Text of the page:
Pinsalu Island, Myanmar – Eight years after experiencing the devastating Cyclone Nargis, Myanmar’s worst natural disaster to date in the country, rural communities, especially women, in the Ayeyarwady River Delta, live in constant dread of another monster sea storm.
Although better prepared with improved early warning systems and ready to quickly pack essentials before taking refuge in the village cyclone shelters with their families, the women of Pinsalu in Labutta district in the Delta face a higher risk to their lives during a natural disaster and are more exposed to the growing ravages of climate change. In case of emergency, the women have to take care of the children, sick and elderly at home as the men are often away at work on the farms or fishing in the river.
During community consultations for a United Nations Environment Programme (UNEP) climate change gender vulnerability assessment, the women of Pinsalu and Labutta villages which were worst affected by the May 2008 Cyclone Nargis, said they need to be better prepared for natural disasters as they are primarily responsible for the safety of vulnerable family members. They are trying to procure lifejackets and supplies of safe drinking water, food, medicine and electric lights.
They also need to improve their preparedness to cope with the worsening impact of the changing climate on their daily lives. Although women are actively engaged in farming and fisheries, their role in these main livelihood sectors is still not recognized and, as a result, they are often excluded from government-run climate change adaptation training for farmers and fishers.
The findings of the UNEP gender assessment, underscore how climate change is affecting rural women and men in Myanmar, especially in a country where 15.1 per cent of agricultural landowning households are headed by women.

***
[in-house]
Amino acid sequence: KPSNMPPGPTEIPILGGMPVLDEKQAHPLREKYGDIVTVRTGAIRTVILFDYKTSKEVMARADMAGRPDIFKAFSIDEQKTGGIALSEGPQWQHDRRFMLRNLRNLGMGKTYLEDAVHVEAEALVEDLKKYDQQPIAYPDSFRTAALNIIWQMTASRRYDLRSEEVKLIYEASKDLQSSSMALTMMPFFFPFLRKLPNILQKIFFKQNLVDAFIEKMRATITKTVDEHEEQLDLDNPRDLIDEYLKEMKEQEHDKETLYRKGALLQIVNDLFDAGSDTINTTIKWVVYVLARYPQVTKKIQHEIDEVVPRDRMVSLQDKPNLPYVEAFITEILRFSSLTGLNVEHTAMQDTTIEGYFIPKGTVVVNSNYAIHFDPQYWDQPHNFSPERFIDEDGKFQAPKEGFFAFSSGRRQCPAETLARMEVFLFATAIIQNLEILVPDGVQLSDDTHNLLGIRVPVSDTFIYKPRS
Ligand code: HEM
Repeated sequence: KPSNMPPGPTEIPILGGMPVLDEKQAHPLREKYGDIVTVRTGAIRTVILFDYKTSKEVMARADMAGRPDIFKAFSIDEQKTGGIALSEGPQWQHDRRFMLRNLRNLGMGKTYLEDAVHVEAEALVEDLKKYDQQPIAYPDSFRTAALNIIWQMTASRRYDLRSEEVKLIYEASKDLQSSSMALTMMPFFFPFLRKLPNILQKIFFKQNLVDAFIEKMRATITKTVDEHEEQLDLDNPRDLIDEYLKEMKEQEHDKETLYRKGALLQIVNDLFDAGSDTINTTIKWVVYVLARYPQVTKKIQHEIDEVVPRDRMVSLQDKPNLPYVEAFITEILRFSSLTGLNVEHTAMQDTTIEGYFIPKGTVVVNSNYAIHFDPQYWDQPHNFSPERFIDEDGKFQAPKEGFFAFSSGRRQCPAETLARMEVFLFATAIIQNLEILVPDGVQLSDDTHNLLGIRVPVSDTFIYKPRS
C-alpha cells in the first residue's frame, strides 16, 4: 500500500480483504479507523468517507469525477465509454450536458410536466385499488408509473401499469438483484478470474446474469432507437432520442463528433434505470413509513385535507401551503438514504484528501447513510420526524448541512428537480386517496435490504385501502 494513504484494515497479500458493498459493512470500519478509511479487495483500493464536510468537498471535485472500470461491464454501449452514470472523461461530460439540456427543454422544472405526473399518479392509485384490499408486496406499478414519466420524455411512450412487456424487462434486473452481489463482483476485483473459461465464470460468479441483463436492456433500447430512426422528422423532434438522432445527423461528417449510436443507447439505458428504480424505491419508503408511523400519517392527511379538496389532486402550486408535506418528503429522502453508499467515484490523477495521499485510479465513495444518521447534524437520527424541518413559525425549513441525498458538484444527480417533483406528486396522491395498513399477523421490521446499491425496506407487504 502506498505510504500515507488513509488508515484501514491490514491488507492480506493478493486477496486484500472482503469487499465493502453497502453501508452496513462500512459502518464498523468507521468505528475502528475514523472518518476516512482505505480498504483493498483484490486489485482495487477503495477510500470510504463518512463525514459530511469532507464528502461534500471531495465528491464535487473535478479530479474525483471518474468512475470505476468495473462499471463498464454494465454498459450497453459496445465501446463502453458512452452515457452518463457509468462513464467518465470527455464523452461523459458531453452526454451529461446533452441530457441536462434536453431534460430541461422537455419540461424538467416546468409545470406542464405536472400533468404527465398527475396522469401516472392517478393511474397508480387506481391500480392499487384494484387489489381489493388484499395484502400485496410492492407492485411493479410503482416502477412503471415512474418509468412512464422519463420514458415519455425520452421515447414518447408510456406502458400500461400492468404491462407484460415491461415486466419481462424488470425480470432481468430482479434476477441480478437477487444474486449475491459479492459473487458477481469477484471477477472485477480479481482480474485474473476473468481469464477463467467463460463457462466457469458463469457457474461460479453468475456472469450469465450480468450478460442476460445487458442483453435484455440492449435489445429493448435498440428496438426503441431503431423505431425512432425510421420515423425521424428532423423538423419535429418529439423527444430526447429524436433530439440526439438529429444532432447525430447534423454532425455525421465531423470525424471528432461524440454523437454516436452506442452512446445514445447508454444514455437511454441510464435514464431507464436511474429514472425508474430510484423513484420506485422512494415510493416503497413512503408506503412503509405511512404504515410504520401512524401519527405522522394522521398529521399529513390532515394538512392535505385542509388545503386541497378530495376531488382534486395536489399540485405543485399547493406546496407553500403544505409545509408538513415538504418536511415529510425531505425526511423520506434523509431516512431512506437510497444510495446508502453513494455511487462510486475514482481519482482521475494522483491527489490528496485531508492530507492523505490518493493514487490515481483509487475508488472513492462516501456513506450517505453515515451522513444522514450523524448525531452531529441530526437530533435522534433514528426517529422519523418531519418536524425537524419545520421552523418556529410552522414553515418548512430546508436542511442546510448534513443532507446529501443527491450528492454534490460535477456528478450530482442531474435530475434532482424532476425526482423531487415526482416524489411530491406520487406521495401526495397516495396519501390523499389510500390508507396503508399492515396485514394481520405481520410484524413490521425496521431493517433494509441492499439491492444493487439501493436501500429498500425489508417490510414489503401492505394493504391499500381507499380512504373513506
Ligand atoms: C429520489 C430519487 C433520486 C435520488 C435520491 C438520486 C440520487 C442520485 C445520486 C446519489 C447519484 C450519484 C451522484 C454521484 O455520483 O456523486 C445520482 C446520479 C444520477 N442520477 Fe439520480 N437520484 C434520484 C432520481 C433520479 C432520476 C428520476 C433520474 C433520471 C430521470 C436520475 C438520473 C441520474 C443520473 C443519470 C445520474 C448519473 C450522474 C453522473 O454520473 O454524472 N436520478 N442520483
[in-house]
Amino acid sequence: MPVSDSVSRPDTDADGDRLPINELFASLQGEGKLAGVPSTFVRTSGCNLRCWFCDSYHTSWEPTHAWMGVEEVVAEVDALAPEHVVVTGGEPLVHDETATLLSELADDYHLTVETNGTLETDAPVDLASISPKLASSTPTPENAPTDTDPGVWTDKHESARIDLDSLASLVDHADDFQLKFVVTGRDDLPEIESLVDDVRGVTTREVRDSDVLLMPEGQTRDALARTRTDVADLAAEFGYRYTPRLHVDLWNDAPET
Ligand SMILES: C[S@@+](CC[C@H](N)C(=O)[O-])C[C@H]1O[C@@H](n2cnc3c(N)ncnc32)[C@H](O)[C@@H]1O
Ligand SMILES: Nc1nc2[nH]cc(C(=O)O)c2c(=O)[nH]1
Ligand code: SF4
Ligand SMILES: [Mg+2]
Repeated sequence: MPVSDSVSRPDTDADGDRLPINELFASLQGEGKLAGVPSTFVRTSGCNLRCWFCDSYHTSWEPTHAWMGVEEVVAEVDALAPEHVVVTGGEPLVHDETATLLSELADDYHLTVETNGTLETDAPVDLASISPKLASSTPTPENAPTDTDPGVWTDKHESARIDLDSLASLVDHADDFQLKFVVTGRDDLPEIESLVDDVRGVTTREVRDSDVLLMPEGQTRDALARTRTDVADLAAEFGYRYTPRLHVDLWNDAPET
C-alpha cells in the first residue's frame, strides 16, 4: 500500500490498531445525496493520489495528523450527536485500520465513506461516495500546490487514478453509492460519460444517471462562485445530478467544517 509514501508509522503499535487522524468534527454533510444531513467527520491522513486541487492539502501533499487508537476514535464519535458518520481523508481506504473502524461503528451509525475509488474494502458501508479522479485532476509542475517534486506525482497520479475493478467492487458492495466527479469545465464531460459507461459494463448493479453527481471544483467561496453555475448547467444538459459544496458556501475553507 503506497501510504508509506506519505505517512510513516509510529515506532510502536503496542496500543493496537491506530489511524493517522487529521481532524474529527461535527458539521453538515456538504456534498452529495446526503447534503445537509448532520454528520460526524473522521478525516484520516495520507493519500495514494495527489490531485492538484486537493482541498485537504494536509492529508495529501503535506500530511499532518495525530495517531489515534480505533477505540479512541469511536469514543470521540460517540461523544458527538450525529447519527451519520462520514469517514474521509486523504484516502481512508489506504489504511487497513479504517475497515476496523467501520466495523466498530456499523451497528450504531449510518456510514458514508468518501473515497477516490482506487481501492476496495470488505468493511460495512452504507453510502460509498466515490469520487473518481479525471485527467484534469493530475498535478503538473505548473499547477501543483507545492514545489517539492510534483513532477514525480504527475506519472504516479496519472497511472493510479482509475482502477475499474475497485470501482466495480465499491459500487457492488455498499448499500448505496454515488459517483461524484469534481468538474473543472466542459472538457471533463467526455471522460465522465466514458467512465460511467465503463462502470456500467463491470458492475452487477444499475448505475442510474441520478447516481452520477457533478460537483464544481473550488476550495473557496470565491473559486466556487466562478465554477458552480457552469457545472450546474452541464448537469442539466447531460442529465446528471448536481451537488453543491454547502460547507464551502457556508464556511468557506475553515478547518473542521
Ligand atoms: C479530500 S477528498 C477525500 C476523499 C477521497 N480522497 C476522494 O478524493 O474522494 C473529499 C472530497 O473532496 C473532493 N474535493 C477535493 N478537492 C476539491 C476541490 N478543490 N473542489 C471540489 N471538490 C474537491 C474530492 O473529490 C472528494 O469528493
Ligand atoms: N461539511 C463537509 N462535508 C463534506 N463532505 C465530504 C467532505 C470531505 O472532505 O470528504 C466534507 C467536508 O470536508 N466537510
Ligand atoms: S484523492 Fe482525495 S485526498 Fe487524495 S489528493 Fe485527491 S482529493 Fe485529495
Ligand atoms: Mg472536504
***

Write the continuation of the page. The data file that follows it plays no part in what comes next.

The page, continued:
The women of Labutta lack access to information and other resources needed to adapt to the changing climate. As a result, these women who play pivotal social and economic roles in their communities and often are breadwinners, are the most vulnerable. Over the past decade in Pinsalu, where the main source of livelihoods is fishing, the fish catch has been reduced dramatically because of rising temperatures and damage to mangroves.
In the village of Kyauk Hmaw, river bank erosion damages roads, houses and the rice that is stored by the river side, while floods are harming the paddy crop. During heavy rains and floods, women cannot travel to Labutta to sell their crop, fish catch and home-made snacks.
On the other hand, erratic rainfall in Bit Tut village sometimes destroys the once-in-a-year rice harvest. Salt water intrusion in the coastal villages has increased salinity in drinking water with severe health implications, especially for pregnant women.
In responding and adapting to climate change, rural women in Myanmar face multiple challenges, ranging from making ends meet, unequal pay for the same work and unequal access to natural resources to limited participation in decision-making.
The UNEP gender assessment also found that the women in Labutta are using innovative adaptive measures, securing additional income by running small businesses, growing vegetables and fruits, medicinal and other plants for sale, selling snacks and sewing clothes.
However, these initiatives are affected by women’s restricted ability to own land, borrow and invest money or start a business.
In addition, more and more women in the villages are also taking up employment in factories located not far from their villages, while men work in the construction sector.
Working through the Myanmar Climate Change Alliance (MCCA), the UNEP Regional Office for Asia Pacific is supporting efforts to mainstream gender-responsive approaches in Myanmar’s climate change strategies at national and local levels in order to help scale up these activities in other climate change-vulnerable developing countries in the region. Through this support, UNEP is also supporting 2030 Sustainable Development Agenda gender equality-related goals and targets.
For further information please contact: Ms. Satwant Kaur, Regional Information Officer, UNEP Regional Office for Asia and the Pacific, Tel: + (66 2) 2882127; Mobile: +(66 8) 17001376, Email: satwant.kaur[at]unep.org